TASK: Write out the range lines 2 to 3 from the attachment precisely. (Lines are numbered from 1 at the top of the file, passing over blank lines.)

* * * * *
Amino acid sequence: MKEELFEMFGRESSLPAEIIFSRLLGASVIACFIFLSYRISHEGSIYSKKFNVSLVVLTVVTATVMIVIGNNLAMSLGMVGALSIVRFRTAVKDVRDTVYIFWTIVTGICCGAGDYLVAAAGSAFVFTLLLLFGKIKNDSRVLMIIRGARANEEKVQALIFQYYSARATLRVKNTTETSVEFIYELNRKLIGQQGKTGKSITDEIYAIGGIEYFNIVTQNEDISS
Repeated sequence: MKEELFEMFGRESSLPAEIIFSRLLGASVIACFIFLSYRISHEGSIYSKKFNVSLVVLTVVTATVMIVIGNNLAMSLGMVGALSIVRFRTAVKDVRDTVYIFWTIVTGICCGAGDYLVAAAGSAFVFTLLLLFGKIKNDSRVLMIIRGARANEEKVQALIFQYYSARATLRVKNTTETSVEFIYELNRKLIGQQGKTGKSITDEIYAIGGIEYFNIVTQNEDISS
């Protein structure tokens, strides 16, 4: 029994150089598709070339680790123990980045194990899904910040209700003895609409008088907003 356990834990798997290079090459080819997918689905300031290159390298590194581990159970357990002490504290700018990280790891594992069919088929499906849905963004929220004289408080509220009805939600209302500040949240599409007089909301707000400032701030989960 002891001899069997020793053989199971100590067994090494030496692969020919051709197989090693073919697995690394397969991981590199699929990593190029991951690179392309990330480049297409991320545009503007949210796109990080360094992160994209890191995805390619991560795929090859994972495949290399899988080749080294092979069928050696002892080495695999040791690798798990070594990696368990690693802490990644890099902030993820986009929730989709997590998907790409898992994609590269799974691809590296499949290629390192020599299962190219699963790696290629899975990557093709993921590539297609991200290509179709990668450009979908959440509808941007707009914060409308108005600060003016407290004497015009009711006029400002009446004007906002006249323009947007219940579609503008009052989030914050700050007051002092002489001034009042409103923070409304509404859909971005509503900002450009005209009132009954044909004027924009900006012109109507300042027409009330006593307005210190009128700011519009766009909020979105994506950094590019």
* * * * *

Repeated sequence: MKEELFEMFGRESSLPAEIIFSRLLGASVIACFIFLSYRISHEGSIYSKKFNVSLVVLTVVTATVMIVIGNNLAMSLGMVGALSIVRFRTAVKDVRDTVYIFWTIVTGICCGAGDYLVAAAGSAFVFTLLLLFGKIKNDSRVLMIIRGARANEEKVQALIFQYYSARATLRVKNTTETSVEFIYELNRKLIGQQGKTGKSITDEIYAIGGIEYFNIVTQNEDISS
């Protein structure tokens, strides 16, 4: 029994150089598709070339680790123990980045194990899904910040209700003895609409008088907003 356990834990798997290079090459080819997918689905300031290159390298590194581990159970357990002490504290700018990280790891594992069919088929499906849905963004929220004289408080509220009805939600209302500040949240599409007089909301707000400032701030989960 002891001899069997020793053989199971100590067994090494030496692969020919051709197989090693073919697995690394397969991981590199699929990593190029991951690179392309990330480049297409991320545009503007949210796109990080360094992160994209890191995805390619991560795929090859994972495949290399899988080749080294092979069928050696002892080495695999040791690798798990070594990696368990690693802490990644890099902030993820986009929730989709997590998907790409898992994609590269799974691809590296499949290629390192020599299962190219699963790696290629899975990557093709993921590539297609991200290509179709990668450009979908959440509808941007707009914060409308108005600060003016407290004497015009009711006029400002009446004007906002006249323009947007219940579609503008009052989030914050700050007051002092002489001034009042409103923070409304509404859909971005509503900002450009005209009132009954044909004027924009900006012109109507300042027409009330006593307005210190009128700011519009766009909020979105994506950094590019």